On Friday, December 1st, 2017, there will be a workshop on Constraint Programming with members of the jury of Charlotte Truchet's hablitation defense, and PhD students from the Coverif project and the TASC team.

9h00-10h45 | Brigitte Vallée | Towards a Realistic Analysis of Sorting and Searching Algorithms (abstract) |

Nadia Creignou | On the Complexity of Hard Enumeration Problems | |

Giovanni Lo Bianco | Comptage de solutions pour des contraintes de cardinalité | |

10h45-11h15 | Café | |

11h15-12h30 | Antoine Miné | Un algorithme de recherche d'invariants numériques inductifs inspiré par la programmation par contraints |

Bibek Kabi | Combining zonotopic abstraction and constraint programming for finding invariant | |

14h-16h30 | Thomas Jensen | Hybrid Information Flow Analysis Against Web Tracking |

Pascal Van Hentenryck | Optimal Power Flows | |

15h10-15h45 | Ghiles Ziat et Marie Pelleau | AbSolute (demo) |

Ekaterina Arafailova | Systematic Derivation of Invariants Describing the Set of Feasible Combinations of Characteristics of an Integer Sequence (abstract) |

Every student of a basic algorithms course is taught that, on average, the complexity of QuickSort is O (n \log n), that of QuickSelect is O(n) and that of binary search is O (\log n). These ‘’classical'' analyses deal with the mean number K(n) of key comparisons, as the comparison between to keys is viewed as unitary. We revisit the analysis of some of the main algorithms for Sorting and Searching, where we view keys as words produced by a source. Our probabilistic models belong to a broad category of information sources that encompasses memoryless (i.e., independent-symbols) and Markov sources, as well as many unbounded-correlation sources. Then, words are compared via their symbols in lexicographic order. Then, the “realistic” cost of the algorithm is now the total number of symbol comparisons performed, and, in this context, the average-case analysis aims to provide estimates for the mean number S(n) of symbol comparisons.

First, we observe that, for commonly used data models, the mean costs S(n) and K(n) of any algorithm under the symbol comparison and the key comparison model, respectively, are connected by the universal relation S(n) = O(\log n) K(n). This results from the fact that at most O(log n) symbols suffice, with high probability, to distinguish n keys. The surprise is that there are cases where this upper bound is tight, as in QuickSort; others where both costs are of the same order, as in QuickSelect.

(Joint work with Philippe Flajolet, Julien Clément, Jim Fill and Thu Hien Nguyen Thi)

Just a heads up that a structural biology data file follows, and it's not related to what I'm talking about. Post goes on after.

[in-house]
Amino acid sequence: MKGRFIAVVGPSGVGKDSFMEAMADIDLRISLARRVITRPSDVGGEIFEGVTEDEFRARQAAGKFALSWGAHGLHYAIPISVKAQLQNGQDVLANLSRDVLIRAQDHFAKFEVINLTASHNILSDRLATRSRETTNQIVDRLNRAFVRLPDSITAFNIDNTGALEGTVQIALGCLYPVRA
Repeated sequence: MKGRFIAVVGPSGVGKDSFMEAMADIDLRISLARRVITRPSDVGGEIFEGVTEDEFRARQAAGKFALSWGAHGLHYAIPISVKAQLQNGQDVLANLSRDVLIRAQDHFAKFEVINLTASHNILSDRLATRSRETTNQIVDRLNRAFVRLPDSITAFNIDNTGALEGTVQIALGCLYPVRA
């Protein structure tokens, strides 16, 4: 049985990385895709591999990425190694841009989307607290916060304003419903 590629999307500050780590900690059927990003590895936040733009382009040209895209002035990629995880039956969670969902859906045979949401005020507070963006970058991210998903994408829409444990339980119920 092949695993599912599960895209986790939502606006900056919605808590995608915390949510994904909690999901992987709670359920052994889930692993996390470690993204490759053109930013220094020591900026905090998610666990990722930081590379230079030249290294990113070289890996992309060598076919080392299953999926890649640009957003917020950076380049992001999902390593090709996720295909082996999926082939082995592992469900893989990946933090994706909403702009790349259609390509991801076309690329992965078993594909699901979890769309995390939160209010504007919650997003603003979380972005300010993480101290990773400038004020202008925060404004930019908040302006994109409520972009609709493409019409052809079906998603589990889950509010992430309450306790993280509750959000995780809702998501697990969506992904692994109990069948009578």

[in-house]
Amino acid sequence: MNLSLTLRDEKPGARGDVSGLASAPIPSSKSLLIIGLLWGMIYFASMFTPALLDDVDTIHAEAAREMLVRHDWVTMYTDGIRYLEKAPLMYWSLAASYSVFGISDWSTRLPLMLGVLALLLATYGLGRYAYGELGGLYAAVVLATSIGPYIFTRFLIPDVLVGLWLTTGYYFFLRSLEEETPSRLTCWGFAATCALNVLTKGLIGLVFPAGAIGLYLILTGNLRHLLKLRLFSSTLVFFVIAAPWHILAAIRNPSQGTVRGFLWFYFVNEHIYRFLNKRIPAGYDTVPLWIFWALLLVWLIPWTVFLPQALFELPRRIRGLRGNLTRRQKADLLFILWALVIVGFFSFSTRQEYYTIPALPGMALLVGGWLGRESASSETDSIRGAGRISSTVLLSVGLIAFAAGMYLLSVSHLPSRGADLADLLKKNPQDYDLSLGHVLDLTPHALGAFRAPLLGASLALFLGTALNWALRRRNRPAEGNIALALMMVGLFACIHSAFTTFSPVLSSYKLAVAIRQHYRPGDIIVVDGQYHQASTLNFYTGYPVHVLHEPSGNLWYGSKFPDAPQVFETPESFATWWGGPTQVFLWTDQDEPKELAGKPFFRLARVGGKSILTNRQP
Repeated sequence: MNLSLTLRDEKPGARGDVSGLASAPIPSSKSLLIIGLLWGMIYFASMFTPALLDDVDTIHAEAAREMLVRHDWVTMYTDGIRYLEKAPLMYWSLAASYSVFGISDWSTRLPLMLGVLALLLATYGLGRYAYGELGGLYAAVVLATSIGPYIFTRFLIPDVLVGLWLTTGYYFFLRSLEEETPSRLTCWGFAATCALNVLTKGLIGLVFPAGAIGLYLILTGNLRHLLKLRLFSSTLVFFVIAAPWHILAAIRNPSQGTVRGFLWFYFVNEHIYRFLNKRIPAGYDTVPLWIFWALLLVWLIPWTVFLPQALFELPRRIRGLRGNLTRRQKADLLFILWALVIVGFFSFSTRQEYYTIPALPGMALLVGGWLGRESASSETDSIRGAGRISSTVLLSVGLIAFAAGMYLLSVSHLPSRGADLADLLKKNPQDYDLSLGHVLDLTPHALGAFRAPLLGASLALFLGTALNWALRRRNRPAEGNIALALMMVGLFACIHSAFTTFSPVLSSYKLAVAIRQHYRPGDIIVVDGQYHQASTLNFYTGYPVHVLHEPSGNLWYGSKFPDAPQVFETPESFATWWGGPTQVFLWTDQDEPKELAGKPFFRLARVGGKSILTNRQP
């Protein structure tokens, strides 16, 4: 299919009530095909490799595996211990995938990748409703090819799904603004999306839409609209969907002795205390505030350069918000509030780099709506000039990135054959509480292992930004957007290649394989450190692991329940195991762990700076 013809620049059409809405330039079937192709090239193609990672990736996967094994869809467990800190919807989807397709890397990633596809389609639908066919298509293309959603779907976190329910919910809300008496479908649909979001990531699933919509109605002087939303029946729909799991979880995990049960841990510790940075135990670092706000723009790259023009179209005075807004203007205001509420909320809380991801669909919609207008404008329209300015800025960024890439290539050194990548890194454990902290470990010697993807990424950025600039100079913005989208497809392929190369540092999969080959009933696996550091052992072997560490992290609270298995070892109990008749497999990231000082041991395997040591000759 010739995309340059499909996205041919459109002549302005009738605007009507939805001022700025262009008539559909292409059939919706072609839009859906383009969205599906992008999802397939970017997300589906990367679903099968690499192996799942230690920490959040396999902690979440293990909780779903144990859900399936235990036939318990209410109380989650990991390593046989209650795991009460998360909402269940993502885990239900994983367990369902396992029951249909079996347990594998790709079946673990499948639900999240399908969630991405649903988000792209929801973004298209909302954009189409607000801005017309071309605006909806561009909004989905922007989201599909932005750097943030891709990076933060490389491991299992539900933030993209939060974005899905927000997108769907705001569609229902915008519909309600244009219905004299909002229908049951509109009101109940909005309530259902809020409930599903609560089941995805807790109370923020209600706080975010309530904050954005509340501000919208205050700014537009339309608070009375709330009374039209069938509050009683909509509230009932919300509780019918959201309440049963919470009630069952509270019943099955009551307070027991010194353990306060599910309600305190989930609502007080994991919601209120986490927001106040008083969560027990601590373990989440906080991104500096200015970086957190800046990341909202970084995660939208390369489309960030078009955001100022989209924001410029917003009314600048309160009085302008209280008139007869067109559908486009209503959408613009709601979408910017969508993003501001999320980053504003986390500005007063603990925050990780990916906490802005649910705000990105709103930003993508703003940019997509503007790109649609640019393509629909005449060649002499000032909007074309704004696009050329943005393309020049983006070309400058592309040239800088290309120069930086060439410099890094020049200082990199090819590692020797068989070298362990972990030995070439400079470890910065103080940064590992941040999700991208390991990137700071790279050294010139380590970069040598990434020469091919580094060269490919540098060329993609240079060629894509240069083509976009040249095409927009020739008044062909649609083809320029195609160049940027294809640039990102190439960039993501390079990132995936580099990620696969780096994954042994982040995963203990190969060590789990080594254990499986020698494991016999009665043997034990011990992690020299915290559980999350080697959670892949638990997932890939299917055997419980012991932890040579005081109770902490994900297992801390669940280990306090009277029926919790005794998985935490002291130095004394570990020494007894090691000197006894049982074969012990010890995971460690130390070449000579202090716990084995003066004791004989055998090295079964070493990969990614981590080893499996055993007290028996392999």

Systematic Derivation of Invariants Describing the Set of Feasible Combinations of Characteristics of an Integer Sequence Ekaterina Arafailova, TASC, LS2N, Institut Mines Telecom Bretagne Atlantique

We propose two systematic methods for describing the set of feasible combinations of characteristics of an integer sequence. - First, we generate linear implied constraints, i.e. cuts, that link the values of these characteristics and are, possibly, parameterised by the length of the integer sequence. This method applies when each of the considered characteristics is the value returned by some register automata, whose registers are increased by (or reset to) some non-negative integer value on each transition. - Second, we discover and prove non-linear invariants characterising infeasible sets of points inside the convex hull, which are independent of the integer values used in the sequence, but are possibly parameterized by the sequence size. The method consists of three steps, namely (1) a mining phase where we systematically generate integer sequences up to a given size, and extract conjectures from the corresponding data sets, (2) a proof phase where we try to prove conjectures by checking whether the conjunction of multiple constraints over this sequence is infeasible. We do this by exploiting the descriptions of constraints as register automata. Finally we use the proven conjectures in an (3) exploitation phase to improve the propagators for the constraints. Preliminary tests indicate that the discovered invariants can significantly speed up, both, the proof of infeasibility, and more surprisingly, the generation of solutions for a conjunction of constraints on a same sequence. Co-auteurs: Nicolas Beldiceanu, Helmut Simonis